The main aim of the empirical studies on efficiency measurement is to construct empirical production frontiers to evaluate the performance across schools. Production frontier represents the highest possible performance that can be achieved using available technology. Each Decision Making Unit’s (DMU) efficiency, in this case a school, is measured by comparing the efficiency score of this unit with schools that constructs the frontier. Although, there are different alternative methods to determine production frontier (parametric and non-parametric), most of the previous empirical studies in education employed the DEA method.

Figure 1 provides a simple example of measuring efficiency using DEA and shows the meaning of efficiency.

Fig. 1: | Efficiency frontier curve |

To simplify the presentation, it is assumed that schools use only one input to produce one output. In Fig. 1A-E represent schools in the input (X)-output (Y) plane. Under the assumption of constant returns to scale, the most efficient school is the one that has the highest output-input ratio in the case of one input and one output. In the figure, constant returns to scale is shown with a linear line stems from the origin. According to Fig. 1, the most efficient school is the school B since the slope of OH line has the highest value at point B. Thus, efficient production technology is determined by the OH line that goes through point B. All other points are inefficient because they are under this line.

After determining efficient frontier in this way, at the second stage, the efficiency scores for inefficient schools are calculated as follows. Assuming that the observation on the efficiency line (in present example this is shown by point B) is efficient, efficiency score corresponding to this point is one (or 100%). Schools which are under the efficiency line are inefficient and the level of inefficiency of these schools is related to the distance to line H. Efficiency score for school E, is determined by the ratio of X_{G}/X_{E}.

Although, it is easy to measure efficiency level for one input and one output, when the number of inputs and outputs are greater than one it becomes very difficult to measure efficiency scores. In such cases, the linear programming methods are employed to measure the efficiency scores. DEA model allows the measurement of efficiency when there are more than one input and output is developed by Charnes *et al*. (1978). DEA, is a non-parametric technique that is used in construction of empirical production frontier and evaluation of performances of homogenous DMU’s. In this analysis, DMU’s are schools which use more than one input to produce multiple outputs. In the analysis, assuming that the number of DMU’s is n and each of these units use m inputs and s output, the mathematical representation of DEA model can be written as (Lovell, 1993):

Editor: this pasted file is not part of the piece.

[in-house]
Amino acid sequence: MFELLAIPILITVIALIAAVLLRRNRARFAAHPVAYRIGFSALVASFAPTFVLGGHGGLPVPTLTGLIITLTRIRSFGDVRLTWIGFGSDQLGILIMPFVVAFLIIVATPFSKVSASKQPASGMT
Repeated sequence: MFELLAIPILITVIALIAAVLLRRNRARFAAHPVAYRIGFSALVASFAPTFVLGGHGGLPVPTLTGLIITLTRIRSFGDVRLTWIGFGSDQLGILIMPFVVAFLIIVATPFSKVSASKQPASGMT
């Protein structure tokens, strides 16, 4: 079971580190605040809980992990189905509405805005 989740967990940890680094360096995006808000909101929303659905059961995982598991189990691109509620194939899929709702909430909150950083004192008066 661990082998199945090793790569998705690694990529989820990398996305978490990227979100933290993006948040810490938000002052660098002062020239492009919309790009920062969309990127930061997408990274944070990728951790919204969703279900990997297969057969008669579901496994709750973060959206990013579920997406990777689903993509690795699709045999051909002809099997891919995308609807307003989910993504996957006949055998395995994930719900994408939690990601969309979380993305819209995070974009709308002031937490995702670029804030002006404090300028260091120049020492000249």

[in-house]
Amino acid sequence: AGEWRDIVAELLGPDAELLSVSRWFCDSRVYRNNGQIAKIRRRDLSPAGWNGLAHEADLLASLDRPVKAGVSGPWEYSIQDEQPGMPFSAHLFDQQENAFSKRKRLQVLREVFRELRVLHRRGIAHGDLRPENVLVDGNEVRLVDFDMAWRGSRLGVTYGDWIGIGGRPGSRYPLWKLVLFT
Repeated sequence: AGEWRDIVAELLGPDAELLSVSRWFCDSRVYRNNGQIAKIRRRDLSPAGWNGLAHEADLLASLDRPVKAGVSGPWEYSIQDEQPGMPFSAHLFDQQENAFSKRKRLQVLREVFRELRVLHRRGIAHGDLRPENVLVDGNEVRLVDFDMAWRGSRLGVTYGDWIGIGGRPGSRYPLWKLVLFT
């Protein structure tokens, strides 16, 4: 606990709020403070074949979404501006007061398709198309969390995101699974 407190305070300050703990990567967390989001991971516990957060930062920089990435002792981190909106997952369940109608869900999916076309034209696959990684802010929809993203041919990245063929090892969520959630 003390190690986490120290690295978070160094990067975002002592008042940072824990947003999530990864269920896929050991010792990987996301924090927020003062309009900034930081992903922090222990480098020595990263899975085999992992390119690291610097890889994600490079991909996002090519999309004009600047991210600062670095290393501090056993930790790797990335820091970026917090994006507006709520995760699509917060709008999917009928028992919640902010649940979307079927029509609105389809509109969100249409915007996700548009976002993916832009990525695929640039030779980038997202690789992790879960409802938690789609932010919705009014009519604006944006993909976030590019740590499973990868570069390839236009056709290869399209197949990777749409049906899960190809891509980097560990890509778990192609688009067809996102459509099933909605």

DEA model:

(1) |

where, c, represent the DMU that its efficiency level will be evaluated, y_{rj} is the school j’s rth output, x_{ij} is school j’s ith input, u_{r} and v_{i} are the weights that will be obtained from solving the model corresponding to input r’s and output i’s, respectively. Model 1, involves the maximisation of objective function h_{c}’s, DMU c’s weighted output to weighted inputs ratio, including itself under the restriction of no one DMU ratio is greater than one. The weights of u_{r} and v_{i} in the model is obtained with optimisation. To solve the optimisation problem given in model 1, we equate h_{c}’s denominator to one thereby turning the problem into linear programming. Corresponding model suitable to linear programming can be written as:

(2) |

In model 2, it is assumed that constant returns technology is employed in the optimisation problem. In addition, as seen from the model 2, the weighted average of inputs is equal to one and outputs are maximised. This formulation of the DEA model is called input oriented efficiency measurement and indicates that schools try to minimise inputs given the outputs. The dual of the Primal Linear Programming Model given in model 2, can be written by defining the input weights of schools as θ_{c} and output weights as λ_{j}:

Dual model:

(3) |

The values of θ_{c} scores obtained solving the model is equal to one and the slacks s_{i}^{+} and s_{i}¯ is equal to zero, school c is called efficient. The efficiency school implies that it is impossible for the school to achieve the given output level with using less inputs. If θ_{c} is smaller than one, these schools are called less efficient than the benchmark reference schools and the value of θ_{c} indicates the extent that school c needs to reduce input usage to reach efficient frontier. For inefficient schools reference schools are obtained using the optimum values of λ_{j}’s. To consider the Variable Returns to Scale (VRS) in the production, an extra restriction of